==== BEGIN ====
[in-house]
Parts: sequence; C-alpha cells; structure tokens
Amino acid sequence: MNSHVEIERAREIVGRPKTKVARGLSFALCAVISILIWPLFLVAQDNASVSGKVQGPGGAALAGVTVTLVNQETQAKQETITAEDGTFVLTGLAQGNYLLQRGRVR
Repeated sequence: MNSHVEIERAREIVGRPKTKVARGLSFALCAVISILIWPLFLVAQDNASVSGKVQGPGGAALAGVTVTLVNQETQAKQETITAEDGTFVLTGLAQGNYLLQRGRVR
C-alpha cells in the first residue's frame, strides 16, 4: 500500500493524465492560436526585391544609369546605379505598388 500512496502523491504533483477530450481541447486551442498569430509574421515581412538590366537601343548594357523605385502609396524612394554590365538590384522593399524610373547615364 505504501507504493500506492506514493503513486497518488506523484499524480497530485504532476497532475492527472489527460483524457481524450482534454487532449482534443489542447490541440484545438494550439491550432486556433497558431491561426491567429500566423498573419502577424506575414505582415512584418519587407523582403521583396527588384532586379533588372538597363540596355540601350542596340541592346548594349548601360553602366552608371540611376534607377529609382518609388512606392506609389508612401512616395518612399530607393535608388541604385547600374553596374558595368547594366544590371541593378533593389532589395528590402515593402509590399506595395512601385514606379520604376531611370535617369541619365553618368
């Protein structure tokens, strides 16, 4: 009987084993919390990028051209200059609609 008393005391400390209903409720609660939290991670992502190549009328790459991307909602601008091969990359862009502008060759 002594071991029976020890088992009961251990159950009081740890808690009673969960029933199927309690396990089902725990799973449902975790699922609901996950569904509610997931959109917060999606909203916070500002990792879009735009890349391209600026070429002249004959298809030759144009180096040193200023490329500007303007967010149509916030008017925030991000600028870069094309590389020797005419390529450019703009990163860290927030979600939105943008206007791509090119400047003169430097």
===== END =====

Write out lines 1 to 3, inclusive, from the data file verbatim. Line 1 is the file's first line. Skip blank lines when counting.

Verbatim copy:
[in-house]
Parts: sequence; C-alpha cells; structure tokens
Amino acid sequence: MNSHVEIERAREIVGRPKTKVARGLSFALCAVISILIWPLFLVAQDNASVSGKVQGPGGAALAGVTVTLVNQETQAKQETITAEDGTFVLTGLAQGNYLLQRGRVR